23 November 2011

More retro Japan to come

I was planning to complete what I started with my Retro Japan post in July, but upon closer inspection some of the shots that I took of my remaining album covers this afternoon aren't so hot, so I'll have a photography do-over tomorrow.

Watch this space. I promise it'll be worth it.

21 November 2011

All Quiet on the Western Front

The other afternoon my brain was a bit finished, so I turned to this list of movies again. In keeping with my apparent love of war movies, I progressed from A Farewell to Arms to All Quiet on the Western Front (1930), based on the novel Im Westen nichts Neues by Erich Maria Remarque. It took the honours for best film and best director (Lewis Milestone) at the 1929/30 Oscars. It was also nominated for best writing, and best cinematography (Arthur Edeson). The interplay between direction, cinematography and editing is quite masterful in many scenes. You can forget about modern special effects, these guys knew how to make an account of war that you won't easily forget. Speaking of modern though, from what I've seen on IMDb, it looks like a remake is on the cards.

Please pardon the enormous image. I got a bit carried away with good shots and the narrative. It's also not the shortest film.

Here's an approximation of my favourite part of the writing. (Some random labelling of characters, since they die too quickly for one to remember their names.)

Beardy: Well how do they start a war?
Front: Well, one country offends another.
Beardy: How could one country offend another? You mean there's a mountain over in Germany that gets mad at a field over in France?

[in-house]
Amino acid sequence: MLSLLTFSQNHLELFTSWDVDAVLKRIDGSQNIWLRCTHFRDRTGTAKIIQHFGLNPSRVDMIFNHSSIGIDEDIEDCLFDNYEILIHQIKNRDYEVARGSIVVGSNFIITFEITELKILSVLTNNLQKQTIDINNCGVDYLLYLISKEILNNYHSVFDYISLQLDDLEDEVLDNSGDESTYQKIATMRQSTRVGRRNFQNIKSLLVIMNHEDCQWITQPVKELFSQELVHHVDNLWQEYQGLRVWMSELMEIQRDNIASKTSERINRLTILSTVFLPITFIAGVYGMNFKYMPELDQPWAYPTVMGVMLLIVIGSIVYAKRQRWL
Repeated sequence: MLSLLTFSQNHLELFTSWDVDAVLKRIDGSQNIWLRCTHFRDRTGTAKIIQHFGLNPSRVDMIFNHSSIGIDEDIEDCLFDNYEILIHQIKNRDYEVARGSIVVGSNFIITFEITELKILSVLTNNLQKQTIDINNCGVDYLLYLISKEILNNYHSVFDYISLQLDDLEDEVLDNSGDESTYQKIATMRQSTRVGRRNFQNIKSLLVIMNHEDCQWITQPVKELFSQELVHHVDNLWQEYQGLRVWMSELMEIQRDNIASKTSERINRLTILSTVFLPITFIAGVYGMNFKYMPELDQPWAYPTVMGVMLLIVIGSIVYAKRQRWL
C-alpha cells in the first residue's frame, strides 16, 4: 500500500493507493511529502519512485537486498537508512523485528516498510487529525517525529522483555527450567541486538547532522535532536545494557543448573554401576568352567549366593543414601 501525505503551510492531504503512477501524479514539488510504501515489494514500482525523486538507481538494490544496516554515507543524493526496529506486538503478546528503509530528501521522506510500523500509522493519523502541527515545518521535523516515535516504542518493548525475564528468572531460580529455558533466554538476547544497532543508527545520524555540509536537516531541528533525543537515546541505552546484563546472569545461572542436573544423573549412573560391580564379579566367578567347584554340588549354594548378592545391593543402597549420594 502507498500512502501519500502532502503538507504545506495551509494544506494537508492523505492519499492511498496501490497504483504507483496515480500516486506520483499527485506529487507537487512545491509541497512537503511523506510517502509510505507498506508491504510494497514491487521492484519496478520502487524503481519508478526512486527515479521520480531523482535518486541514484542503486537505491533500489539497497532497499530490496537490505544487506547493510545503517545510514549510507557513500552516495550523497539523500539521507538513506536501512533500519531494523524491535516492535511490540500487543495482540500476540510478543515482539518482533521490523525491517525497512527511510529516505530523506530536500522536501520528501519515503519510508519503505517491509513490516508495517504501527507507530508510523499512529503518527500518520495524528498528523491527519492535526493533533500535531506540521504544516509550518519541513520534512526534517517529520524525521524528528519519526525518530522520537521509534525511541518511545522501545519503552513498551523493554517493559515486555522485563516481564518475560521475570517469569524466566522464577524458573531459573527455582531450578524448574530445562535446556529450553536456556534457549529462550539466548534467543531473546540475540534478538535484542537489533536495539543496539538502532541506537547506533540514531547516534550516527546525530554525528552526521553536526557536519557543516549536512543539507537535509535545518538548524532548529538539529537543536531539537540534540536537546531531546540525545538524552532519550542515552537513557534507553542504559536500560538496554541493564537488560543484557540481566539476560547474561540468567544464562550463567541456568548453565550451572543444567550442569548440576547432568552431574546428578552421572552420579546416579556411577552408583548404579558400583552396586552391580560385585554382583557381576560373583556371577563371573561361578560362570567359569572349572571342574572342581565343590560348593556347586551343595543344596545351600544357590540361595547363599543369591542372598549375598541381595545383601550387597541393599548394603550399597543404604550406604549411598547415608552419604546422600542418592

Front: Well stupid, one people offends another.
Beardy: Oh, that's it? I shouldn't be here at all! I don't feel offended.
Kat: It don't apply to tramps like you.
Beardy: Good. Then I can be going home right away.
Paul: Nah, you just try it.
(You'll probably get shot.)
Beardy: The Kaiser and me...
Beardy: Me and the Kaiser felt just alike about this war. Didn't neither of us want any war, so I'm going home. He's there already.
Young 'un: Somebody must've wanted it. Maybe it was the English. No... I don't wanna shoot any Englishmen. I never saw one till I came up here. I suppose most of them never saw a German till they came up here. Oh, I'm sure they weren't asked about it.
Cigar: Well, it must be doing somebody some good.
Beardy: Not me and the Kaiser.
Young 'un: I think maybe the Kaiser wanted a war.
Beardy: You leave us out of this.
Kat: I don't see that. The Kaiser's got everything he needs.
Another: Well, he never had a war before. Every admiral needs one war to make him famous. Why, that's history.
Paul: Generals too, they need war.
Young 'un: And manufacturers—they get rich!